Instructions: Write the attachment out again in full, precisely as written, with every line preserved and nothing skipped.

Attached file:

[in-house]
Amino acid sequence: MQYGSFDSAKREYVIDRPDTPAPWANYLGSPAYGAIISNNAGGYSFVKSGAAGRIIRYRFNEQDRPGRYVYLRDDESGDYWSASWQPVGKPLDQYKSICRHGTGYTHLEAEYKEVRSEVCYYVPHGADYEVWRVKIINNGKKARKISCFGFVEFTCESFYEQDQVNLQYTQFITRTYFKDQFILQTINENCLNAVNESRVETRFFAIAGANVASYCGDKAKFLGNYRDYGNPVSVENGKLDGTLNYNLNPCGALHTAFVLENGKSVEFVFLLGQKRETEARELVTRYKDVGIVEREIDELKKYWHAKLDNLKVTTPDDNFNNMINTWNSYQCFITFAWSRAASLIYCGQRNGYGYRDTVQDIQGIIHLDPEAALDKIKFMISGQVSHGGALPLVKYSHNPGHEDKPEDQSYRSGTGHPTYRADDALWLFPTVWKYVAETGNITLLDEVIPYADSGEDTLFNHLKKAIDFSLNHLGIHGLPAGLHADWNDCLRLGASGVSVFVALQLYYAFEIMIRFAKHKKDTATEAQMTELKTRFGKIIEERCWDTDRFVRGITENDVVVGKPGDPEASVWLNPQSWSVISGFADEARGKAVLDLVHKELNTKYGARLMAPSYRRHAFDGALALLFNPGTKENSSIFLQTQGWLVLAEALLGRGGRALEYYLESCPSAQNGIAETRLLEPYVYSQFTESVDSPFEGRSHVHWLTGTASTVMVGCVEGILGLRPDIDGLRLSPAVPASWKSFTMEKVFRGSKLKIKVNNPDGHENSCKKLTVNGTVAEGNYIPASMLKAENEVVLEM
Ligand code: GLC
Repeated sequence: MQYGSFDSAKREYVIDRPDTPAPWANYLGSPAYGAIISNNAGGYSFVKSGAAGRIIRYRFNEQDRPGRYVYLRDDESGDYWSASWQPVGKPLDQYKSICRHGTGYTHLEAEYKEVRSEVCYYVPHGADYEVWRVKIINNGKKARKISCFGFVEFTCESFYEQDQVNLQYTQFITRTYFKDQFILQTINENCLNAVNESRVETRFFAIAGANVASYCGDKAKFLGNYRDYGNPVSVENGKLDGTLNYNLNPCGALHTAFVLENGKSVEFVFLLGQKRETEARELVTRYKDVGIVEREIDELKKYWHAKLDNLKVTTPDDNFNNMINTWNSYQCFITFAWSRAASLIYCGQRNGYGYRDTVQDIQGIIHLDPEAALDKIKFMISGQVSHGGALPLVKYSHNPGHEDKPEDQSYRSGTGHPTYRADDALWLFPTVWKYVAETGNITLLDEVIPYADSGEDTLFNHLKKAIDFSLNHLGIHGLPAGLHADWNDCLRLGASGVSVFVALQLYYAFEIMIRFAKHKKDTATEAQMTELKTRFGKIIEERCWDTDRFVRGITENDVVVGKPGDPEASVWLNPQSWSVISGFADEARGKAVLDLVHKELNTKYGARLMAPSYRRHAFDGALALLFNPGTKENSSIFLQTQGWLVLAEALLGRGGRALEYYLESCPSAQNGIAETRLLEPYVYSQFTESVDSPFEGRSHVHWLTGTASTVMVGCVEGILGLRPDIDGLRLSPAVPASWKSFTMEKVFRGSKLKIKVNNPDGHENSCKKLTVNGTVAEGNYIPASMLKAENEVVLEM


[in-house]
Amino acid sequence: MQYGSFDSAKREYVIDRPDTPAPWANYLGSPAYGAIISNNAGGYSFVKSGAAGRIIRYRFNEQDRPGRYVYLRDDESGDYWSASWQPVGKPLDQYKSICRHGTGYTHLEAEYKEVRSEVCYYVPHGADYEVWRVKIINNGKKARKISCFGFVEFTCESFYEQDQVNLQYTQFITRTYFKDQFILQTINENCLNAVNESRVETRFFAIAGANVASYCGDKAKFLGNYRDYGNPVSVENGKLDGTLNYNLNPCGALHTAFVLENGKSVEFVFLLGQKRETEARELVTRYKDVGIVEREIDELKKYWHAKLDNLKVTTPDDNFNNMINTWNSYQCFITFAWSRAASLIYCGQRNGYGYRDTVQDIQGIIHLDPEAALDKIKFMISGQVSHGGALPLVKYSHNPGHEDKPEDQSYRSGTGHPTYRADDALWLFPTVWKYVAETGNITLLDEVIPYADSGEDTLFNHLKKAIDFSLNHLGIHGLPAGLHADWNDCLRLGASGVSVFVALQLYYAFEIMIRFAKHKKDTATEAQMTELKTRFGKIIEERCWDTDRFVRGITENDVVVGKPGDPEASVWLNPQSWSVISGFADEARGKAVLDLVHKELNTKYGARLMAPSYRRHAFDGALALLFNPGTKENSSIFLQTQGWLVLAEALLGRGGRALEYYLESCPSAQNGIAETRLLEPYVYSQFTESVDSPFEGRSHVHWLTGTASTVMVGCVEGILGLRPDIDGLRLSPAVPASWKSFTMEKVFRGSKLKIKVNNPDGHENSCKKLTVNGTVAEGNYIPASMLKAENEVVLEM
Ligand code: GLC
Repeated sequence: MQYGSFDSAKREYVIDRPDTPAPWANYLGSPAYGAIISNNAGGYSFVKSGAAGRIIRYRFNEQDRPGRYVYLRDDESGDYWSASWQPVGKPLDQYKSICRHGTGYTHLEAEYKEVRSEVCYYVPHGADYEVWRVKIINNGKKARKISCFGFVEFTCESFYEQDQVNLQYTQFITRTYFKDQFILQTINENCLNAVNESRVETRFFAIAGANVASYCGDKAKFLGNYRDYGNPVSVENGKLDGTLNYNLNPCGALHTAFVLENGKSVEFVFLLGQKRETEARELVTRYKDVGIVEREIDELKKYWHAKLDNLKVTTPDDNFNNMINTWNSYQCFITFAWSRAASLIYCGQRNGYGYRDTVQDIQGIIHLDPEAALDKIKFMISGQVSHGGALPLVKYSHNPGHEDKPEDQSYRSGTGHPTYRADDALWLFPTVWKYVAETGNITLLDEVIPYADSGEDTLFNHLKKAIDFSLNHLGIHGLPAGLHADWNDCLRLGASGVSVFVALQLYYAFEIMIRFAKHKKDTATEAQMTELKTRFGKIIEERCWDTDRFVRGITENDVVVGKPGDPEASVWLNPQSWSVISGFADEARGKAVLDLVHKELNTKYGARLMAPSYRRHAFDGALALLFNPGTKENSSIFLQTQGWLVLAEALLGRGGRALEYYLESCPSAQNGIAETRLLEPYVYSQFTESVDSPFEGRSHVHWLTGTASTVMVGCVEGILGLRPDIDGLRLSPAVPASWKSFTMEKVFRGSKLKIKVNNPDGHENSCKKLTVNGTVAEGNYIPASMLKAENEVVLEM